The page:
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Gur Panth Parkash

Gur Panth Parkash
by Rattan Singh Bhangoo
Translated by
Prof Kulwant Singh

 

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The Coronation


Dr Parvinder Mehta

The image of the Sikh in the mirror,
so appealing, so handsome,
a young prince receiving coronation,
getting ready to face the world.
His freshly-bathed beard,
with curls like wavy clouds
caressed with admiration and care.
His long hair embracing him,
a royal cape of responsibility.

                Bowing in admirable and loving service
                he gathers these cascades of
                black wisps from back to front,
                combing out the tangles
                through caution, care and affection.
                Like life, the Sikh man loves his hair,
                with obedience and pride,
                following this daily ritual
                of remembrance and affirmation.

The soft, shining hair, go with the flow
of his tender, guiding hands.
The strands surrender their movements
kneaded together in unison.
His long beard twirled in grasps
of firmness and glued conviction.
His hair - like faithful subjects
follow the king's wishes,
no rebellion, no insurgence,
a simple complacency
of honor and respect.

                The curls and twists and turns
                give up to his hand's beckoning.
                The tugs strengthen his commitment,
                rolling into a confident knot of circular solidarity,
                reminding him of his promise to cherish God's gift.
                The tied band on the forehead
                prepares him for this coronation.

Five meters of muslin meanwhile, caressed and stretched
between him and his wife affirming their unbreakable
bond, an unwavering commitment.
Twirling the folds inside, unwrinkling the wraps
with patted caresses, he glances at his wife
as she twirls the folds on the other side.
She smiles back like a blushing bride
concealing emotions in wrapped layers.

                The quick pulls and tugs and folds
                bring them closer as they meet
                with layers and folds of the crowning,
                waiting eagerly to be placed on the proud head.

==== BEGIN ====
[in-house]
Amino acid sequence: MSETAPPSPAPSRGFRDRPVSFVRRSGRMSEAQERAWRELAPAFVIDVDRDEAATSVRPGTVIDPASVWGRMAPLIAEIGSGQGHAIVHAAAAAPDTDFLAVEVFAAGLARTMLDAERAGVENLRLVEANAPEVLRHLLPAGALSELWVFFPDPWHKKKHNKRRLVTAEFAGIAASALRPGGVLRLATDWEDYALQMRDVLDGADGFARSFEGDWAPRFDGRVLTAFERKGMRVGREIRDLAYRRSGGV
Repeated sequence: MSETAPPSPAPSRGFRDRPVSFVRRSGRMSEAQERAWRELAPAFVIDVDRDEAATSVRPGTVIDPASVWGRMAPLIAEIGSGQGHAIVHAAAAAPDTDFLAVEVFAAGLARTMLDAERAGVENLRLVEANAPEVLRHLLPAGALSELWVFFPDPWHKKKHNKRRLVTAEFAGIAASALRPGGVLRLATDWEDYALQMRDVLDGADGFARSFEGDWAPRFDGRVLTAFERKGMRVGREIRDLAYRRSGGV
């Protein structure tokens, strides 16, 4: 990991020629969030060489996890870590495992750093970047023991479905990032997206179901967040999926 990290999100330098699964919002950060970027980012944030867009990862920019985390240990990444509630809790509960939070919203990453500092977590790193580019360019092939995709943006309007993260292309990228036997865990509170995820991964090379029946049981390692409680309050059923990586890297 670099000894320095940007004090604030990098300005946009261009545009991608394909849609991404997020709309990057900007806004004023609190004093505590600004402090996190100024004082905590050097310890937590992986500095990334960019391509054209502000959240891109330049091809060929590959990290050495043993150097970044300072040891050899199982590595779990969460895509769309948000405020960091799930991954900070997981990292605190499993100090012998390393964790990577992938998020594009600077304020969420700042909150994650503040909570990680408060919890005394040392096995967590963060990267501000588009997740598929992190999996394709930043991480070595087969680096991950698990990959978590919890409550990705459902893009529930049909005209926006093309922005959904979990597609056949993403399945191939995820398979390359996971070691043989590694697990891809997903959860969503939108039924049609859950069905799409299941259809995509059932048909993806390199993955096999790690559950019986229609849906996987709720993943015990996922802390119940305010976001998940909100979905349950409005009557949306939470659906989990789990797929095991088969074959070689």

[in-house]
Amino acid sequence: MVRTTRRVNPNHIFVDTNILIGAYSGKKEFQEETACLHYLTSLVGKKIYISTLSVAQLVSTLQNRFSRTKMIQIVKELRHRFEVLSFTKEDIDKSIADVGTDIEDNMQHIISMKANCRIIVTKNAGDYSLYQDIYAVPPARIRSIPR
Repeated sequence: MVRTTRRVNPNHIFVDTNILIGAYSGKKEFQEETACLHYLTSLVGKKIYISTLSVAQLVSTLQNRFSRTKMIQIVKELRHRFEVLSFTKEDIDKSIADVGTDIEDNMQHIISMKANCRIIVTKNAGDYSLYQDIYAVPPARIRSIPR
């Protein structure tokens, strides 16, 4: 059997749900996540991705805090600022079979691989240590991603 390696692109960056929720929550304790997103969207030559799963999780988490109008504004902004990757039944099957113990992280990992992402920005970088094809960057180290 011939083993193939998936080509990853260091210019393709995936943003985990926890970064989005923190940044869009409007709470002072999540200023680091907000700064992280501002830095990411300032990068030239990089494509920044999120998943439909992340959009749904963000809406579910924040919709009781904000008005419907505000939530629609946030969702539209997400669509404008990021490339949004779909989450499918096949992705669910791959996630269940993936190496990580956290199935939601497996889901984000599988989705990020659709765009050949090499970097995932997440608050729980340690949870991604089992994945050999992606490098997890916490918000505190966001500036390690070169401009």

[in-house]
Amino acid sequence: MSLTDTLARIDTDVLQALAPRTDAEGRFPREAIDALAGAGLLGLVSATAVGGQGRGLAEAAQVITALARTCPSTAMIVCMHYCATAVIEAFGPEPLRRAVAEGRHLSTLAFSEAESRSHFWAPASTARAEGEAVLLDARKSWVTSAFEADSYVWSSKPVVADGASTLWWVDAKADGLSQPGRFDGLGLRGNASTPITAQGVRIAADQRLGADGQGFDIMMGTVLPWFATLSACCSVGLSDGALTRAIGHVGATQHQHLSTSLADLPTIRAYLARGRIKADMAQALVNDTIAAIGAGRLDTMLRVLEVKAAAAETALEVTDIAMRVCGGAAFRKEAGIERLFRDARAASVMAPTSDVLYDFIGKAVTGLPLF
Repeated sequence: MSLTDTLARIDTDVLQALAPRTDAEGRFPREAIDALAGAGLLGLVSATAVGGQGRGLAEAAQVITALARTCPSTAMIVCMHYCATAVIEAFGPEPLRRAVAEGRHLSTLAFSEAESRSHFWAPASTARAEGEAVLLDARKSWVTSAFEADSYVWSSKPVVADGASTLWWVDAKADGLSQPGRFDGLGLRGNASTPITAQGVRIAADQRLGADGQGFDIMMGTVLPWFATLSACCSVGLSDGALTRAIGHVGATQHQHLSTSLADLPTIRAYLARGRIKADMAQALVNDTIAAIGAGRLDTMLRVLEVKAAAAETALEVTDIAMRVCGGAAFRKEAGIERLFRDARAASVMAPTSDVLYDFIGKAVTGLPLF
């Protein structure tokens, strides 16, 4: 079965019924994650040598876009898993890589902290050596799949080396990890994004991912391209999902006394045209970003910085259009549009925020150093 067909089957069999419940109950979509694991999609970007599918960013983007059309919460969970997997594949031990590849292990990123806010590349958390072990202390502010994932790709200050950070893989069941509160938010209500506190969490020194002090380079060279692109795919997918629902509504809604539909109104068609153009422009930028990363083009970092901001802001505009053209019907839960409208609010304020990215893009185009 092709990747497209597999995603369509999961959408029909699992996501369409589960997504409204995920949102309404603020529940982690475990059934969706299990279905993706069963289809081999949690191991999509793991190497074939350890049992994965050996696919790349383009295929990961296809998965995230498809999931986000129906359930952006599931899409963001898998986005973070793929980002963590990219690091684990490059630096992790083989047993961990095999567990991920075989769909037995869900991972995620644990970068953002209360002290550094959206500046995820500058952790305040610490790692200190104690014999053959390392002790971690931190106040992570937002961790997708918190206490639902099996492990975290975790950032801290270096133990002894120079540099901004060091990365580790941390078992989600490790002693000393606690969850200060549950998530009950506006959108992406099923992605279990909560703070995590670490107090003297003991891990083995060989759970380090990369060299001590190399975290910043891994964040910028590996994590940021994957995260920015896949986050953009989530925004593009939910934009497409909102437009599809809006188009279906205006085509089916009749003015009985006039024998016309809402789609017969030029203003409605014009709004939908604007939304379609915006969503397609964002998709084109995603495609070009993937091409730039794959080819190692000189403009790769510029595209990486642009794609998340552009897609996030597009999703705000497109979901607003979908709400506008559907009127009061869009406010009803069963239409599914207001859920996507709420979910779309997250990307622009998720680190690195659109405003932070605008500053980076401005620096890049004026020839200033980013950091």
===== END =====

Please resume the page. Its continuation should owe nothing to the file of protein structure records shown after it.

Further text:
The mirror shows him ready for the moment,
he smiles at his beautiful empress.
He reminds her of their wedding
day when she saw her glorious groom
eyeing secretly his new bride.

                The first fold embracing his neck,
                a corner clenched tightly,
                like a child learning to hold with his teeth,
                moving up from the back to the forehead
                and then sloping down back.
                His crown emerges amidst
                this affectionate perusing,
                these multiple folds
                of dedication and tradition
                inheritance and reverence,
                commitment and allegiance,
                a disciple's acknowledgment
                of his Guru’s edification.

Remembering his Guru’s baptismal call,
he imagines that spring morning
when followers accepted the regal form
to bear and acknowledge the ambrosial
nectar of commitment and promises.
No fear in their hearts,
only a passion for obedience,
valiant soldiers, bold in thought
and actions, they learned to embrace
equality, drinking sips of pious
sweetness immersed with the Guru's love.

                The Sikh man's smile reveals
                the same pride of ancestral promises
                as he sifts through his mirror-image
                getting ready to face the world
                that knows not yet of his cherished inheritance.
                The proud wife wonders if
                the world will ever know about
                the hidden tunnels and histories
                of arduous persecutions.
                Will they ever unearth these
                grandiose, invisible rubies of faith and
                jewels of optimism adorning his crown?

Bidding wishes and love
to her handsome prince,
she hopes they will understand
perhaps someday… if not today
surely someday.

 

¤


ęCopyright Institute of Sikh Studies, 2012, All rights reserved.